One group of patients that need additional attention are those with dry mouth. In addition to brushing, interdental cleaning, use of fluoride, and compliance with commonly recommended diet modification tips, patients with dry mouth can benefit from sipping water all day long, and restricting intake of substances that increase dry mouth such as caffeine-containing drinks. Most will also benefit from saliva substitutes in the form of sprays, lozenges, or mouthwashes, some of which contain fluoride.2,3
Another group of patients that need additional attention are those who cannot care for themselves, due to illness or age. Many may have a diet that increases caries risk: for example, they may eat soft foods for easier chewing and swallowing, receive medications that come in the form of syrups containing sugar, or they may not frequently consume tooth-helping nutrients such as calcium and vitamin C. In addition, they may have caregivers who are not very oral-hygiene aware, or they may not want or be able to ask their caregivers for help in cleaning their mouths. One study found that only 5% of elderly occupants in residential homes asked their caregiver for help in cleaning their mouths.13,14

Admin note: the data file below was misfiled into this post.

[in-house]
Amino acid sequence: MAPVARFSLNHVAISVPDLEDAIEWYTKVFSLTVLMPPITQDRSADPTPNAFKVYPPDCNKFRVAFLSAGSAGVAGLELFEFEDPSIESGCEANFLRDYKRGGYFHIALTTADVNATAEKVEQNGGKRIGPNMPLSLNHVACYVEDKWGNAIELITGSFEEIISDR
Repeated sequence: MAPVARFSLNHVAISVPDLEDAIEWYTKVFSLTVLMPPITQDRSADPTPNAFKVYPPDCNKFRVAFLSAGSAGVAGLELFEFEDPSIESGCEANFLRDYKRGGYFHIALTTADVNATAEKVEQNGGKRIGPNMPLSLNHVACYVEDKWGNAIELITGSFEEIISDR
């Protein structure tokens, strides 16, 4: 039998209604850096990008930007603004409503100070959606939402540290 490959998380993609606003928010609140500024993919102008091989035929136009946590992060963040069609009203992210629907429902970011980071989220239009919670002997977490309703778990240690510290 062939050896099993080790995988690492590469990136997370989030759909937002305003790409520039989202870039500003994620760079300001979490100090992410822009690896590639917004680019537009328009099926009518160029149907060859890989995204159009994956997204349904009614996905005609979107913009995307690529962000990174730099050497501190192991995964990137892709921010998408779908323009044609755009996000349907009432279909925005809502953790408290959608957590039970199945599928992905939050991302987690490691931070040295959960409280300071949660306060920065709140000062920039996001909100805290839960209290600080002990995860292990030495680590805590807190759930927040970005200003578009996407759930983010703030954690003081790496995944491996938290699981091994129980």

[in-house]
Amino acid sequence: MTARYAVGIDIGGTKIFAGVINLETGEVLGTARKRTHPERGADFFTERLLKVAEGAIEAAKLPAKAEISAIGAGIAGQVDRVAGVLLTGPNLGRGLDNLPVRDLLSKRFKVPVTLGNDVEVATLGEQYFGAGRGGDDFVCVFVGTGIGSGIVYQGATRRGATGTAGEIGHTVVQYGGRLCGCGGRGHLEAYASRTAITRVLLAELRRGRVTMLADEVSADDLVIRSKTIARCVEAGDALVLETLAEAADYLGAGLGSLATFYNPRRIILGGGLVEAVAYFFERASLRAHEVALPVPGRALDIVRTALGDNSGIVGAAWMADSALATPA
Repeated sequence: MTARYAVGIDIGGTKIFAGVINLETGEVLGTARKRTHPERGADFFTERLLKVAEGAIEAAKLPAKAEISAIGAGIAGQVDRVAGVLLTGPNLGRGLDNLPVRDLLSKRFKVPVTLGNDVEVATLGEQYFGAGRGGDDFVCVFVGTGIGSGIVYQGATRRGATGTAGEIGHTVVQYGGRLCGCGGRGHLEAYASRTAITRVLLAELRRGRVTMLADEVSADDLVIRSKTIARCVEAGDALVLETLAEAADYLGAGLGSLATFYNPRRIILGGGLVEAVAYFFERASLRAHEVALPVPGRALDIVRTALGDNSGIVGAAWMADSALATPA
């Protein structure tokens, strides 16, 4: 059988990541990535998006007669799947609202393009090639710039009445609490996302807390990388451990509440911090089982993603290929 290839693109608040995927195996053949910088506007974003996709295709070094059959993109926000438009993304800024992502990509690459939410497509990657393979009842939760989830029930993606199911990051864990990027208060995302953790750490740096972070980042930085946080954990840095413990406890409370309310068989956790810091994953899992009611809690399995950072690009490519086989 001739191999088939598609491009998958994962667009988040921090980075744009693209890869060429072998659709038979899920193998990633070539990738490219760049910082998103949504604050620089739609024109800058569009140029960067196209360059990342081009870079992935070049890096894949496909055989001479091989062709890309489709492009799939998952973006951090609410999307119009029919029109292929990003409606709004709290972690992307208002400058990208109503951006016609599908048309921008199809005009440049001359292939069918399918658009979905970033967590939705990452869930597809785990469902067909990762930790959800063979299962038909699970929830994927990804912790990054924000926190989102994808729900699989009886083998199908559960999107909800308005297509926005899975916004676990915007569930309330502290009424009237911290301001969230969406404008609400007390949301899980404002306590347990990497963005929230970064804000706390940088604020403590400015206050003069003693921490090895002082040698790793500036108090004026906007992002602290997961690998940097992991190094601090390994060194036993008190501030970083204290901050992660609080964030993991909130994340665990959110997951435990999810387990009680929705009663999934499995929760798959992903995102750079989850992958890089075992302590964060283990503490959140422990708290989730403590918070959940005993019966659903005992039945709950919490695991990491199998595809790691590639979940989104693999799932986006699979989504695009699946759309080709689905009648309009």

Other patients who may need slightly different strategies than the general population include those with tooth sensitivity due to dentin exposure who may need toothpaste for sensitive teeth. Those who have hardened calculus deposits (tartar) may need additional help with tartar control.2
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